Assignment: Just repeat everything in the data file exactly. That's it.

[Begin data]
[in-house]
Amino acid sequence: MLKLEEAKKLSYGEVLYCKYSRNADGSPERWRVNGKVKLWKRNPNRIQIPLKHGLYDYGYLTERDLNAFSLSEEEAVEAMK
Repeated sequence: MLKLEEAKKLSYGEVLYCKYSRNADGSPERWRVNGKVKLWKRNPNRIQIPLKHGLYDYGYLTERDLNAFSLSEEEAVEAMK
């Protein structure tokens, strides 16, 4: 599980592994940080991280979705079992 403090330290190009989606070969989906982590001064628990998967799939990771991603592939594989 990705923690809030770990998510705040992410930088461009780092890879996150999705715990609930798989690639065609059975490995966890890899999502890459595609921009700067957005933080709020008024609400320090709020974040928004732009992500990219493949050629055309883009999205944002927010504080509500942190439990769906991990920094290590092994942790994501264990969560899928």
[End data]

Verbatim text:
[in-house]
Amino acid sequence: MLKLEEAKKLSYGEVLYCKYSRNADGSPERWRVNGKVKLWKRNPNRIQIPLKHGLYDYGYLTERDLNAFSLSEEEAVEAMK
Repeated sequence: MLKLEEAKKLSYGEVLYCKYSRNADGSPERWRVNGKVKLWKRNPNRIQIPLKHGLYDYGYLTERDLNAFSLSEEEAVEAMK
């Protein structure tokens, strides 16, 4: 599980592994940080991280979705079992 403090330290190009989606070969989906982590001064628990998967799939990771991603592939594989 990705923690809030770990998510705040992410930088461009780092890879996150999705715990609930798989690639065609059975490995966890890899999502890459595609921009700067957005933080709020008024609400320090709020974040928004732009992500990219493949050629055309883009999205944002927010504080509500942190439990769906991990920094290590092994942790994501264990969560899928």